January 7, 2015
By Sarah H. Lamar for Savannah Morning News
On Nov. 20, President Obama announced an immigration plan that will allow up to 5 million undocumented aliens to remain and work in the United States by deferring their deportations for three years at a time.
The order was predictably controversial, and because its details may have been lost in the media uproar, a thorough review of its provisions may be beneficial. About 3.7 million deferrals will be for undocumented parents of U.S. citizens — typically, immigrants who came here illegally, then had children within the United States, which confers citizenship upon the offspring.
These deferrals are also available to the undocumented parents of legal permanent residents who have been here for at least five years. To receive deferrals under the executive order, all immigrants must pass background checks and pay taxes.
The order also expands the Deferred Action for Childhood Arrivals (DACA) policy, which was introduced by the Obama administration in June 2012. DACA originally granted work visas and two-year deportation deferments to 1.2 million people who had immigrated illegally since 2007 and were under age 16 when they arrived. The recent executive order moves the date of entry to Jan. 1, 2010, or after and will expand the DACA program by granting three-year deferments instead of two and removing the age cap.
The executive order also ended a program called Secure Communities, which was created during President Bush’s second term and expanded under Obama. The program was intended to help the government find and deport illegal aliens, but it was unpopular among law enforcement agencies assigned to implement it as both a drag on resources and a public relations misfire. Secure Communities resulted in more than 72,000 deportations in six years.
Obama also included increased funding for border security. As part of the order, the Department of Justice is announcing a suite of reforms to immigration courts intended to standardize Department of Homeland Security enforcement guidelines, eliminate the backlog of pending cases awaiting trial and close the cases of low-priority persons.
Border patrol officers are also being retrained with a clearer set of priorities intended to stop more attempts at illegal entry into the country.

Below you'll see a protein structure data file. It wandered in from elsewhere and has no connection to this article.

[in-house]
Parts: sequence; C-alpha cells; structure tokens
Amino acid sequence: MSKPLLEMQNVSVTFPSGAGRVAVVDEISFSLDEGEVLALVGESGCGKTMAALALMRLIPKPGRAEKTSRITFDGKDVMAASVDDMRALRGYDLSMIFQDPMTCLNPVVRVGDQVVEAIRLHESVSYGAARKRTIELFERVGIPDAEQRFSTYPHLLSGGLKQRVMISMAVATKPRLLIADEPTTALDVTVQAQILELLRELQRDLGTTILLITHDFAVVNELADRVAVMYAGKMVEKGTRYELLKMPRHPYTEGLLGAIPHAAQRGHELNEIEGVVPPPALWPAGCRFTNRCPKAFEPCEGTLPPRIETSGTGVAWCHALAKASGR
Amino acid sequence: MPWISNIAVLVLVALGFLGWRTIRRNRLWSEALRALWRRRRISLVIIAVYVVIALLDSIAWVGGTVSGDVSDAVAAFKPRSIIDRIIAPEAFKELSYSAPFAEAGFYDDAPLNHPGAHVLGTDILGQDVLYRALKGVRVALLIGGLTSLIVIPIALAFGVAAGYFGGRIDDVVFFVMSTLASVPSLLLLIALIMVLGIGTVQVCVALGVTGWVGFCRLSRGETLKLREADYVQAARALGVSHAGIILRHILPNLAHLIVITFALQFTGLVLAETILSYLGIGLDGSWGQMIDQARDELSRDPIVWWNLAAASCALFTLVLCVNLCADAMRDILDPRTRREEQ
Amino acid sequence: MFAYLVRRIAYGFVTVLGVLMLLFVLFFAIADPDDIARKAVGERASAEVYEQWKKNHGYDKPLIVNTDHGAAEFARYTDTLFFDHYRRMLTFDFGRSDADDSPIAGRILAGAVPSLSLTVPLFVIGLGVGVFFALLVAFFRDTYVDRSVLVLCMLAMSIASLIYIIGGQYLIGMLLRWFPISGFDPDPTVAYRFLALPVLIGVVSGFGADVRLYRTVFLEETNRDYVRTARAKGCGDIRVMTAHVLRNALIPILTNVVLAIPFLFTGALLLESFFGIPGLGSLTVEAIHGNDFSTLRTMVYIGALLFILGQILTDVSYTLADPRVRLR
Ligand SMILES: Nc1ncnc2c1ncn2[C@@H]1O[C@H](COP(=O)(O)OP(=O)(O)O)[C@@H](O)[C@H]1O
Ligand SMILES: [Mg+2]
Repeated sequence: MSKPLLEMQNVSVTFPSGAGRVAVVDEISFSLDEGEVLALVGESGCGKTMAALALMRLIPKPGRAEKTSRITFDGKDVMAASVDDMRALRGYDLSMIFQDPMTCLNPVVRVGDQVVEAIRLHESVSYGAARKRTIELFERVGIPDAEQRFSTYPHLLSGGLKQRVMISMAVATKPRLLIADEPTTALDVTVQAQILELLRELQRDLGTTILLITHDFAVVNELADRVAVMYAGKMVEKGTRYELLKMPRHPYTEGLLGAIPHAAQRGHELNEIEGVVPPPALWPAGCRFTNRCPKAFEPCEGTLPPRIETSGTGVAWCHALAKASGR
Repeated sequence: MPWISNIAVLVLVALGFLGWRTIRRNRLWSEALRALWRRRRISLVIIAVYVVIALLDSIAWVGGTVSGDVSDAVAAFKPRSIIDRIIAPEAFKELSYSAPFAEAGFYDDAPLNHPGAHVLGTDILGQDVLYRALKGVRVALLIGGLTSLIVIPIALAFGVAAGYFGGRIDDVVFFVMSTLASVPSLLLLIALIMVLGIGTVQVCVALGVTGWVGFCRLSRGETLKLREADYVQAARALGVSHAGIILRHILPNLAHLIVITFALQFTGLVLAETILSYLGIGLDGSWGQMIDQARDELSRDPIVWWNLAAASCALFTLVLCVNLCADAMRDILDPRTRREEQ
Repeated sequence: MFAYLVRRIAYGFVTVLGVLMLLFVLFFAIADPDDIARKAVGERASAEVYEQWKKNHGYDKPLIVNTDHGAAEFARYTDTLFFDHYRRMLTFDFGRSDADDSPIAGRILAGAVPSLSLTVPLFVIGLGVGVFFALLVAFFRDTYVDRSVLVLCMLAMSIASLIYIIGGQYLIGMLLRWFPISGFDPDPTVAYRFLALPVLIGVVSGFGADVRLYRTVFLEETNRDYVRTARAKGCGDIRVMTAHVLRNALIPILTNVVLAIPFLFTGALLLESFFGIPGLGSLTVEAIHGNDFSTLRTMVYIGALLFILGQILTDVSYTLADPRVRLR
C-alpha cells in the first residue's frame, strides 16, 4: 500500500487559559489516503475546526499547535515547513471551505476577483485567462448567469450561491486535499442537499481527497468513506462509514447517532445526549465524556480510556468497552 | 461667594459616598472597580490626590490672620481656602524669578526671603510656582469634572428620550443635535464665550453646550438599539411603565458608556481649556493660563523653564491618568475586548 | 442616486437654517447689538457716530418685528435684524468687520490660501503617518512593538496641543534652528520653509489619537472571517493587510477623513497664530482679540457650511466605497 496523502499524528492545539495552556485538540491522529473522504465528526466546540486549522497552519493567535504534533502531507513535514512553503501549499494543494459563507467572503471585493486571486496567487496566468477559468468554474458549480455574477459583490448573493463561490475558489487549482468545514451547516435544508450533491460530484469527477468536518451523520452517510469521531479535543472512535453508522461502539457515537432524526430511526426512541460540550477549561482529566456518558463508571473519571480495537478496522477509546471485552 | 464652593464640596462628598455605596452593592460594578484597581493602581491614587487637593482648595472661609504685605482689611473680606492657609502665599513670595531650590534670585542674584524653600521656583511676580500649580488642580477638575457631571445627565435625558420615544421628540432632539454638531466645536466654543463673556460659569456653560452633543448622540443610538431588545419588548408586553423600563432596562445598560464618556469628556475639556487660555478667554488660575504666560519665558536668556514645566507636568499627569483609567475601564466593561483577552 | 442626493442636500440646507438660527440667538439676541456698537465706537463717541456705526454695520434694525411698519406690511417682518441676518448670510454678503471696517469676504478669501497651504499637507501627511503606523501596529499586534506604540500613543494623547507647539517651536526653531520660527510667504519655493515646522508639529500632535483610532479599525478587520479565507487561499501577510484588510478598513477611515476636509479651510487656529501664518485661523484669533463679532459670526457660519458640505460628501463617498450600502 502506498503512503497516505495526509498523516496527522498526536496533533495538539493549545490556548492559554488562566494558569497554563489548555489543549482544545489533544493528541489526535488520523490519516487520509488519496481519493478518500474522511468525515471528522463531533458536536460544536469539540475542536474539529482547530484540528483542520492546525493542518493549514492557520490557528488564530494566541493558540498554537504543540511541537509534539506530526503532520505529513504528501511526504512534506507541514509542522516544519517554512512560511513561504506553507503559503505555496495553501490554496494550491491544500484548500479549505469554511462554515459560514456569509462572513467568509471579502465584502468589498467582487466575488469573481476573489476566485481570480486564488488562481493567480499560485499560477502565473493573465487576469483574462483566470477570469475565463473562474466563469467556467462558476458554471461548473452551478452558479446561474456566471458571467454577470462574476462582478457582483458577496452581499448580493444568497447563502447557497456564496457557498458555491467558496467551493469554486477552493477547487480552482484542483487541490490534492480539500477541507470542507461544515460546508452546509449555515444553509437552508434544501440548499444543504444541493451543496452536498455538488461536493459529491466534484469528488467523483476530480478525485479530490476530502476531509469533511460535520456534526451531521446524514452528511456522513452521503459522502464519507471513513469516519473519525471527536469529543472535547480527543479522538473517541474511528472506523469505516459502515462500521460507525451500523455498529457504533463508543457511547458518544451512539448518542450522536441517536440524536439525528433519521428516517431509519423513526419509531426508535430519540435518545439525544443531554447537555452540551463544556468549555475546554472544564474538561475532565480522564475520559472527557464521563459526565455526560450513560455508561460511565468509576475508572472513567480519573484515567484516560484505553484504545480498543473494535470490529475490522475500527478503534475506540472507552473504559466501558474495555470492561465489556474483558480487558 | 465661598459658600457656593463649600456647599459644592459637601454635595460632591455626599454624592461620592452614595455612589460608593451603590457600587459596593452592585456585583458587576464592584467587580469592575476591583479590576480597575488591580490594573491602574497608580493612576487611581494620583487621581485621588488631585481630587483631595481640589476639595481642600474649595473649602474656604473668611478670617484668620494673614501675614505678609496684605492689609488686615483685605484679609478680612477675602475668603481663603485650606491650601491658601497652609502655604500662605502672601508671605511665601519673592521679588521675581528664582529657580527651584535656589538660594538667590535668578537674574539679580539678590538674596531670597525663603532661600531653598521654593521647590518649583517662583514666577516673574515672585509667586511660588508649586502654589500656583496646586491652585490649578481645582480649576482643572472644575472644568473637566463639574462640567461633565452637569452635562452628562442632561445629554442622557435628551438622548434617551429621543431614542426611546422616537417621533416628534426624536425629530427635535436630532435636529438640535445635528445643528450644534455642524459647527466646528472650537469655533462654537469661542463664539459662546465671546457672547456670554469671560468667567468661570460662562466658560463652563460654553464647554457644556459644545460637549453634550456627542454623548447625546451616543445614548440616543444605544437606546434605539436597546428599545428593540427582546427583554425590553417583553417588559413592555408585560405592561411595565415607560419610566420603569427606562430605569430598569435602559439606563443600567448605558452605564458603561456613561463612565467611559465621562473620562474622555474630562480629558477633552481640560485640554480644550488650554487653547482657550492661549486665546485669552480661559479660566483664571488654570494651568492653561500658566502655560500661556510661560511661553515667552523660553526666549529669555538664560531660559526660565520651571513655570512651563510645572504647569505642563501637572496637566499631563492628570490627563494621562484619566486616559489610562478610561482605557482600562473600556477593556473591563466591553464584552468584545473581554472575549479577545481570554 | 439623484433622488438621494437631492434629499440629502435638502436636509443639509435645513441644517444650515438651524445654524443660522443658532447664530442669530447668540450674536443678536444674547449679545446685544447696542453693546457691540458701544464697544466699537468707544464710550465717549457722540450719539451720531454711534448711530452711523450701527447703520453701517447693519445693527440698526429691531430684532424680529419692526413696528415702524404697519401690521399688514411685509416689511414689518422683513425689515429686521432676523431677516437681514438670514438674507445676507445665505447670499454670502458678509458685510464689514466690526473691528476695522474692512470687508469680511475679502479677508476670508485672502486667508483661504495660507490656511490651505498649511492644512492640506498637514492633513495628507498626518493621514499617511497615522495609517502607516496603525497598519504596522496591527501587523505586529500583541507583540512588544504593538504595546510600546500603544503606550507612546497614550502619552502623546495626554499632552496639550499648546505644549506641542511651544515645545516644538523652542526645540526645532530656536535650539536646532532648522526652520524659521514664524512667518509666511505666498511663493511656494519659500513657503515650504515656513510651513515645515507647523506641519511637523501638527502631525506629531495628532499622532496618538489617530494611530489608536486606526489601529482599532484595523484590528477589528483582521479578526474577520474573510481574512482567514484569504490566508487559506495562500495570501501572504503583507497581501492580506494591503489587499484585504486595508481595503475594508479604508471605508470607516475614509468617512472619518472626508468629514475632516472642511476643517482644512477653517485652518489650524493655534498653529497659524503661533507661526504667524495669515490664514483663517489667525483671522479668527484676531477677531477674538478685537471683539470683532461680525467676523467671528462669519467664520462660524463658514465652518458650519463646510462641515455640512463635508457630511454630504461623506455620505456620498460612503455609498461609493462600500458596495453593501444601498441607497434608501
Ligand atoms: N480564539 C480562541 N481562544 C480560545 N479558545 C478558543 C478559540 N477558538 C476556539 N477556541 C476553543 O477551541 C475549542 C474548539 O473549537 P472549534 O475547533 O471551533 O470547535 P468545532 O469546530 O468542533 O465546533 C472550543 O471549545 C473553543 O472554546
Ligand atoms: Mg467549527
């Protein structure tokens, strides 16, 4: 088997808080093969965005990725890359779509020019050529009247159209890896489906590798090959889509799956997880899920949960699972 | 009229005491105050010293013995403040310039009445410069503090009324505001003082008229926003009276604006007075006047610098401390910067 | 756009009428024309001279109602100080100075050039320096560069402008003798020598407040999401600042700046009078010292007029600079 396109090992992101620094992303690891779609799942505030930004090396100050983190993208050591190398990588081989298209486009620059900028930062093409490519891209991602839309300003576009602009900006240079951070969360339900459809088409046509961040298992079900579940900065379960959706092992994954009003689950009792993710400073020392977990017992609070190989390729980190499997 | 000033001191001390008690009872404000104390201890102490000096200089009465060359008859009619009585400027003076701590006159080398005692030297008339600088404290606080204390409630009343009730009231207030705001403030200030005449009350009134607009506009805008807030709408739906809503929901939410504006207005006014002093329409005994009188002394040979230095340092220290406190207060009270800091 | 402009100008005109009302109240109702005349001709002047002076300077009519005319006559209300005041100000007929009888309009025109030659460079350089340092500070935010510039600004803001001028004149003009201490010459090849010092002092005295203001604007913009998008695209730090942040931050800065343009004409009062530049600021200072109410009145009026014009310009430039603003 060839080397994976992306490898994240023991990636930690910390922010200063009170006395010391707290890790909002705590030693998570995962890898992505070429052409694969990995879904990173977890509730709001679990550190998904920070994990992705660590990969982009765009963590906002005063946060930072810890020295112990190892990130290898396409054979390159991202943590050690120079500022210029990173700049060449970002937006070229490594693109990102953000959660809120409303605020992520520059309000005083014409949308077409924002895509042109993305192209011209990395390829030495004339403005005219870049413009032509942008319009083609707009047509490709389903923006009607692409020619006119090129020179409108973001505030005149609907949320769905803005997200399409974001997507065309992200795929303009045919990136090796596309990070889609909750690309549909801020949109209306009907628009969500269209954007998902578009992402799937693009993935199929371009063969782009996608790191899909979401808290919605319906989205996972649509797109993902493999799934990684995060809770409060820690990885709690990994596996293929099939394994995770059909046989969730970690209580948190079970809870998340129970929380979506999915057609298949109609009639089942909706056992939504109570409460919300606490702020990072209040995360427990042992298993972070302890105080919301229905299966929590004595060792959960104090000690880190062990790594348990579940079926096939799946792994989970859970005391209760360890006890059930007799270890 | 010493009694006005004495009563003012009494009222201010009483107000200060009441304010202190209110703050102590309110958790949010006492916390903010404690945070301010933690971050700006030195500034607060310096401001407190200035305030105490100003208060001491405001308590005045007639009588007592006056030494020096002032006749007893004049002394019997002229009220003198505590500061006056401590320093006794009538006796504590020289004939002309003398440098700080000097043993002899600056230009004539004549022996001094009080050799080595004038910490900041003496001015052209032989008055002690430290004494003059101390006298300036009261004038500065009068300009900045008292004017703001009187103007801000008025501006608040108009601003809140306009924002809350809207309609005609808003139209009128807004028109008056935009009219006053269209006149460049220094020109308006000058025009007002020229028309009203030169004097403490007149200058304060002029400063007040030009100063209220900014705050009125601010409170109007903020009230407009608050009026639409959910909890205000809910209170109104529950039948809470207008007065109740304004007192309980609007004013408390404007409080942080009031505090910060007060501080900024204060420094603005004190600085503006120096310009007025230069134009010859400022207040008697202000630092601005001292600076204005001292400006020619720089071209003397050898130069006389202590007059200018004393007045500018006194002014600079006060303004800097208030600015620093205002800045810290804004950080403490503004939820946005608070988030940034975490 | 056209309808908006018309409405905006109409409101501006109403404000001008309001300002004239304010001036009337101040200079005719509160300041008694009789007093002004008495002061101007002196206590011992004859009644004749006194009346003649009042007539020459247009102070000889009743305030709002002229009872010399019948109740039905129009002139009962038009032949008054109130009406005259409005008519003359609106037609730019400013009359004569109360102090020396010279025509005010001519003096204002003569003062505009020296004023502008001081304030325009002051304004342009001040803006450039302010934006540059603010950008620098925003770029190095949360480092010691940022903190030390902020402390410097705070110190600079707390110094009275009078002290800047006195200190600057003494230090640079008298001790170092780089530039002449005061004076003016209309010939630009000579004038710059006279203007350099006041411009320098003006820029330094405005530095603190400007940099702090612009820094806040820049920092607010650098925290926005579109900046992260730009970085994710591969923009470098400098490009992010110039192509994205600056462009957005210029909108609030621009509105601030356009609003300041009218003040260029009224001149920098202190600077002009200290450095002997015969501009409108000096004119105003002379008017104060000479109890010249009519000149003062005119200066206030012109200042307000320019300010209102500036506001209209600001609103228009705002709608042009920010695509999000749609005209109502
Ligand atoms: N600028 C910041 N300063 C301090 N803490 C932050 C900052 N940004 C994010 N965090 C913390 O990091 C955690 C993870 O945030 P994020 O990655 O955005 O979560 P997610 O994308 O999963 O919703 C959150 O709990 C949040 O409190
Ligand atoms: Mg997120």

The Department of Labor is expanding visa options for immigrants who are victims of crimes or human trafficking. There are also plans to ensure that immigrant workers can take advantage of their labor and employment rights without fear of retaliation.
Another important element of the executive order addresses modernizing immigration procedures for “high-skilled immigrants,” including those working in the tech sector and others. These procedures may shield still more immigrants from deportation: Their status will be detailed in part two of this article.
Obama has defended the order as a necessary response to congressional inability to compromise on a legislative overhaul of U.S. immigration policy. He was explicit in stating that the recent gridlock in both houses on immigration reform was a prompting factor.
Obama’s executive order constitutes arguably the most sweeping unilateral immigration reform by a president in history.
In 1986, President Reagan signed a bill that had been passed by Congress to give legal status to approximately 3 million illegal aliens. Four years later, President George H. W. Bush granted work permits and a measure of legal residency to about 1.5 million more, this time affecting the spouses and children of immigrants who were in the process of becoming legal permanent residents.
While some take the position that Obama’s executive order is a proper exercise of the President’s authority, others claim the order exceeds presidential authority. Indeed, the state of Georgia joined a federal lawsuit filed last month challenging the order. The arguments for and against will play out as details emerge and the provisions of the order are implemented.
Part two of this column, which will appear Thursday, will examine the order’s effect on businesses, particularly the exemptions for “high-skilled immigrants.”
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